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Why move Yi Sun-shin? (KOR)

Jan 24,2019
KWON HYUK-JOO
The author is an editorial writer of the JoongAng Ilbo.

The main axis of downtown Seoul today is the road from Gyeongbok Palace through Sejong-ro and Taepyeong-ro to Namdaemun. It was different in the Joseon period (1392-1910). The center was Gwanghwamun-Gwanggyo-Namdaemun. During the Japanese occupation (1910-1945), Japan expanded Taepyeong-ro and changed it to what it is today. The intention was to provide easy access to Gyeongbok Palace for the Japanese army in Yongsan. During the Park Chung Hee administration, there were calls to restore the old path, but it wasn’t cheap. Park decided a statue of a person whom Japan feared most should be erected instead.

That’s how the statue of Admiral Yi Sun-shin, was built. Late Seoul University Prof. Kim Se-jung was in charge of the production. The statue was 6.3-meters (21-feet) tall — 16.8 meters, including the pedestal — and weighted 8 tons (17,637 pounds). There were not enough materials for the statue at the time. Empty shells, brassware and scrap metal were used. Production was frequently halted as materials were not provided on time. It took 13 months to complete the statue, which was unveiled on April 27, 1968.

The statue of Admiral Yi Sun-sin suffered as much as Yi himself, who was framed and underwent hardship. After it was unveiled, it was criticized for being historically inaccurate. The statue holds a sword in its right hand, as if the general were surrendering. Some argue the sword is Japanese in design, while the armor is Chinese. In the late 1970s, the government decided to recreate the statue, but after Park was assassinated and the regime changed, the plan fizzled out.

In 1994, the government considered moving the statue in order to erect a statue of King Sejong in Sejong-ro. Admiral Yi was going to be moved to Chungmu-ro. But Seoul opposed it, as the statue had already become the symbol of Sejong-ro. Relocating the statue was reconsidered when the pedestrian path in Sejong-ro was expanded in 2004 and Gwanghwamun Square was created in 2008. In an online poll in 2004, 87 percent of respondents opposed the plan to move the statue.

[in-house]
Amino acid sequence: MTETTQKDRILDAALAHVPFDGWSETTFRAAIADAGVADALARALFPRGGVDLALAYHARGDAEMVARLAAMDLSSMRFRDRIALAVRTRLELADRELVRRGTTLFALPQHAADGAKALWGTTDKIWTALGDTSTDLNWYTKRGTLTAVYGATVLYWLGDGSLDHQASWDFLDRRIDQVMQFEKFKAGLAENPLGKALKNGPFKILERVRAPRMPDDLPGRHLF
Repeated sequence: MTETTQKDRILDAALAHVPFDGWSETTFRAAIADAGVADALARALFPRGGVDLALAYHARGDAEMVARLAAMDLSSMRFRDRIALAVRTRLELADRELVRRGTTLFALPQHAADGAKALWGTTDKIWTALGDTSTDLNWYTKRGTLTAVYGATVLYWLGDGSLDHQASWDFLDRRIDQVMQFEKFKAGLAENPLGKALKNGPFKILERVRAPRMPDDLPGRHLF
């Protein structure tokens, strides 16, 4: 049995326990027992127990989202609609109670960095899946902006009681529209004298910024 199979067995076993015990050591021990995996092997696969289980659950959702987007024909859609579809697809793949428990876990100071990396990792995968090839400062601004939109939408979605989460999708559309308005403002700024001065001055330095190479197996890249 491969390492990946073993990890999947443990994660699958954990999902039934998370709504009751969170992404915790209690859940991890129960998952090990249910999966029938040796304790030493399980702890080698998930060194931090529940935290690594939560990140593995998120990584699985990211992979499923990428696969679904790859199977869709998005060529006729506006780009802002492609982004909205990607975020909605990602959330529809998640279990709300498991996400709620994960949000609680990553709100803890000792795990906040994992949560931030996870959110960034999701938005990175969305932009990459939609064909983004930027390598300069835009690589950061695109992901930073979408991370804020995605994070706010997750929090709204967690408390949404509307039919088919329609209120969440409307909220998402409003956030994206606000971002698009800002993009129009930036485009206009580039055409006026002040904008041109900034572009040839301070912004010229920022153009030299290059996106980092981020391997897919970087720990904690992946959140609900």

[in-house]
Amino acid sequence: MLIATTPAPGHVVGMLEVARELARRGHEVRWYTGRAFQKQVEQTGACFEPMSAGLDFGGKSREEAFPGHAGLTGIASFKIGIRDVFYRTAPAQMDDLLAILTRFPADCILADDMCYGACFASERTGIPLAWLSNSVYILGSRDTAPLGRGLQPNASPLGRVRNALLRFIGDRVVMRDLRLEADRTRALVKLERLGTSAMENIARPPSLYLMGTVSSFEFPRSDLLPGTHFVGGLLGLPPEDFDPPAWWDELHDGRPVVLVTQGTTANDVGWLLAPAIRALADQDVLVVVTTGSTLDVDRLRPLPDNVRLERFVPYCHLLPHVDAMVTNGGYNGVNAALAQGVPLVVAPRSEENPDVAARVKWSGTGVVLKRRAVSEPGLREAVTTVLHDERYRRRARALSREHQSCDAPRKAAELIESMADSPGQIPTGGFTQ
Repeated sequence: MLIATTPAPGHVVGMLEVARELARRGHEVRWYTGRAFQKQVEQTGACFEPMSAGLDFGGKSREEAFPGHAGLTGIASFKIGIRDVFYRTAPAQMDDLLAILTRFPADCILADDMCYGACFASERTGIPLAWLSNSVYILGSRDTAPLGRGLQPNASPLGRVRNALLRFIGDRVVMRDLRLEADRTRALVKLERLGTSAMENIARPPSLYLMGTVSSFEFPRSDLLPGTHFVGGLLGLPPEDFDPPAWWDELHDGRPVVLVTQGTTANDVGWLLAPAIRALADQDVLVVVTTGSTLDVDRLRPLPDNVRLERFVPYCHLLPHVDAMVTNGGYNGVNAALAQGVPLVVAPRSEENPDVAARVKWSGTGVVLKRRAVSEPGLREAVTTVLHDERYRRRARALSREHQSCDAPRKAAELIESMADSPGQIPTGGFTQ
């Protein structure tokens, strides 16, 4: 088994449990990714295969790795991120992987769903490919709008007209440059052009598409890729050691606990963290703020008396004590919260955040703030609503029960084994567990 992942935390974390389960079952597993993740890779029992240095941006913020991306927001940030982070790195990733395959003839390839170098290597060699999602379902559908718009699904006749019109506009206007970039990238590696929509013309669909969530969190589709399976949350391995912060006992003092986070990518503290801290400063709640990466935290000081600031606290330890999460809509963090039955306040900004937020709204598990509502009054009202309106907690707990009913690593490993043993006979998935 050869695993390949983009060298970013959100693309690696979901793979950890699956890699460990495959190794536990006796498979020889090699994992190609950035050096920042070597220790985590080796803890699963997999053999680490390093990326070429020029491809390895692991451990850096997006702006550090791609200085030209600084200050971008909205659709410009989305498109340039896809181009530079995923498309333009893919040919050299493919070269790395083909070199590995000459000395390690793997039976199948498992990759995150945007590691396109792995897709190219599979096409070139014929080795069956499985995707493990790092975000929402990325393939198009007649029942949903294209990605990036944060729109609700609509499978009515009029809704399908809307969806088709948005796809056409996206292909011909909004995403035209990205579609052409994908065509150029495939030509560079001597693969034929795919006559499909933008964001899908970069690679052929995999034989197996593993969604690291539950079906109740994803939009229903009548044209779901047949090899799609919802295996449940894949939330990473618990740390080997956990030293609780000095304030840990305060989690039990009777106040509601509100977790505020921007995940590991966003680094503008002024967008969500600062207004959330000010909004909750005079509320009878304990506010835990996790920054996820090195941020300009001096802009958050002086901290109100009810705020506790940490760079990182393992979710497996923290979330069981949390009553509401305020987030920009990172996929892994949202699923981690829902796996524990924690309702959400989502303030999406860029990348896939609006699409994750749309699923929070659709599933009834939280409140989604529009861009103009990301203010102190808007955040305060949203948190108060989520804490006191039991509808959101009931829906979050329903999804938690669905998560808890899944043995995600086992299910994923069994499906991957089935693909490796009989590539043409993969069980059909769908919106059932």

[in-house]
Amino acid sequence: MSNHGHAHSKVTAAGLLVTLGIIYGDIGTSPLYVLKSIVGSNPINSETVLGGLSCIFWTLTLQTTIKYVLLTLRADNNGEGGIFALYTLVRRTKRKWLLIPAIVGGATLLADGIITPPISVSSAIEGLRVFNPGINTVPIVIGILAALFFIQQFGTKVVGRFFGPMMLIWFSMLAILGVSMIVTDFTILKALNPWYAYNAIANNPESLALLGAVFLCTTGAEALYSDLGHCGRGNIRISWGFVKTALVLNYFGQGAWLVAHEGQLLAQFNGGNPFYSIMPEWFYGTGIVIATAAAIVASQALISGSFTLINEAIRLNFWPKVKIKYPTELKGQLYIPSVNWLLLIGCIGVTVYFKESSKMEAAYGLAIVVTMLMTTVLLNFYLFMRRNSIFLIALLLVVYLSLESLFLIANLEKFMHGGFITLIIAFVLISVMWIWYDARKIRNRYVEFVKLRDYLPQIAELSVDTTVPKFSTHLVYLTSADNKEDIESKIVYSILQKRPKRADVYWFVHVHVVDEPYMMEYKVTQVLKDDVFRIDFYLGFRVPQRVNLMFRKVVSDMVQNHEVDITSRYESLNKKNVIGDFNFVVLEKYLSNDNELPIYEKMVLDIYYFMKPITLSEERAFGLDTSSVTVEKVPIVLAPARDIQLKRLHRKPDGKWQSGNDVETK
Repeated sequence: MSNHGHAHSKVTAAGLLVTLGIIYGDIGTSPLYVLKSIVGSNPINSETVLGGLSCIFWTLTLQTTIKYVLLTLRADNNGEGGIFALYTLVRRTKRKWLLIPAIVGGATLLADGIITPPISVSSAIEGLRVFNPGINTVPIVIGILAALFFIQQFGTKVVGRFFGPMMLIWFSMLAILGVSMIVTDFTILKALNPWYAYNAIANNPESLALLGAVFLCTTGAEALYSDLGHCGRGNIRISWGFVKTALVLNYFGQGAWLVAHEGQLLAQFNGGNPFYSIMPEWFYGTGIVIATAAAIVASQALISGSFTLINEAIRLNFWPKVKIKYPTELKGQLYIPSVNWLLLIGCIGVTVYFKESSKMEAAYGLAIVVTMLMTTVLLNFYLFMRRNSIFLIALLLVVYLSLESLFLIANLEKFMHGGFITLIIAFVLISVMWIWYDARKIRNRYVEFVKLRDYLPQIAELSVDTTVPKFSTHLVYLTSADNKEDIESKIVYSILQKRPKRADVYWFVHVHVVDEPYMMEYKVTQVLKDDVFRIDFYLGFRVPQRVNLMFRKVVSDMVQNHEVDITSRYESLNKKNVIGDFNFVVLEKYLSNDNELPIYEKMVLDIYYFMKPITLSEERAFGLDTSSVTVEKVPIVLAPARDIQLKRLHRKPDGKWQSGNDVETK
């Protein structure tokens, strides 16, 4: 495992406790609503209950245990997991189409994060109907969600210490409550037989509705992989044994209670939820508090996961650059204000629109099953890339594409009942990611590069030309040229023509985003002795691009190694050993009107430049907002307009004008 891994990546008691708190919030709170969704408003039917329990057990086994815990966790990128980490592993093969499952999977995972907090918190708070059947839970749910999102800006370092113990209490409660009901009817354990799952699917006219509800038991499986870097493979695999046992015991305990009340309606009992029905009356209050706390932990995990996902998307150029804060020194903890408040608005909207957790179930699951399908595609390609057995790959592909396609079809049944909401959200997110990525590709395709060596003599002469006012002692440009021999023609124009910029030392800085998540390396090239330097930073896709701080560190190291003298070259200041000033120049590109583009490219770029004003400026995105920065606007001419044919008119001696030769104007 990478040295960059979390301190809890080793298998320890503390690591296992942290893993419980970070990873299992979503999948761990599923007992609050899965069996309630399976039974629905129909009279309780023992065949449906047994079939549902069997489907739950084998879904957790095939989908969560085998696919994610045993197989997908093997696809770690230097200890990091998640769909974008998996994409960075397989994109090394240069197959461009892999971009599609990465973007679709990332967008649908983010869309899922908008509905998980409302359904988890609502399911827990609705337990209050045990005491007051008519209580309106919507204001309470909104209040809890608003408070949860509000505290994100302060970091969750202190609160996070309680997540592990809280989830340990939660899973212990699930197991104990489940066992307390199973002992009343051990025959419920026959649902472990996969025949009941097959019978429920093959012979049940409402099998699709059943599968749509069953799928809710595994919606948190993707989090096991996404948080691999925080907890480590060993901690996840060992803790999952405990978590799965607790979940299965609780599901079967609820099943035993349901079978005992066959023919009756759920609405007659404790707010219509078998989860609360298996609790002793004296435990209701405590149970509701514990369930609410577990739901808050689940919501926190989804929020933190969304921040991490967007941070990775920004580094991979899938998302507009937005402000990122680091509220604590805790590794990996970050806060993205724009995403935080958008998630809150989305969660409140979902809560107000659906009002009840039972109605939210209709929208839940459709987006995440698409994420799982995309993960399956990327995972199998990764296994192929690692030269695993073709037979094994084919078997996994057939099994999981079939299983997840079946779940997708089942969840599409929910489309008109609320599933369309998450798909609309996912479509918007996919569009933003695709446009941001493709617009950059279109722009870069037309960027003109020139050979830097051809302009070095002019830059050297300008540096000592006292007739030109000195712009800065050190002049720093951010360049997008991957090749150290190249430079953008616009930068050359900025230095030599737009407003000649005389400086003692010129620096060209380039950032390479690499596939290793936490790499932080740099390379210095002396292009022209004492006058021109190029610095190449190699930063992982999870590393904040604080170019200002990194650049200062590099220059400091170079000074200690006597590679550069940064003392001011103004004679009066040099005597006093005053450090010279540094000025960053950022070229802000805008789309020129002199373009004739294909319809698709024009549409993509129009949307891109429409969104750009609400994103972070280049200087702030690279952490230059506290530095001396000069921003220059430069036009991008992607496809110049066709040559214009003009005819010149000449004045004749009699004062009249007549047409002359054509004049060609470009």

Relocating the statue is once again up for debate as the city of Seoul recently announced a plan to expand Gwanghwamun Square. The statue is to be relocated to the front of the government complex. The plan has been met with resistance. When selecting the winner, the evaluators of the Gwanghwamun Square project mentioned that the statue had historic significance and should remain in place.

The city took a step back and now plans to evaluate public opinion. I have no reason to discourage this process. The process of asking people’s opinion and making a decision is a form of history and culture in itself. But I hope there won’t be fierce confrontation with factional rhetoric in the public discussion. After all, is that what Admiral Yi would have wanted?


JoongAng Ilbo, Jan. 23, Page 31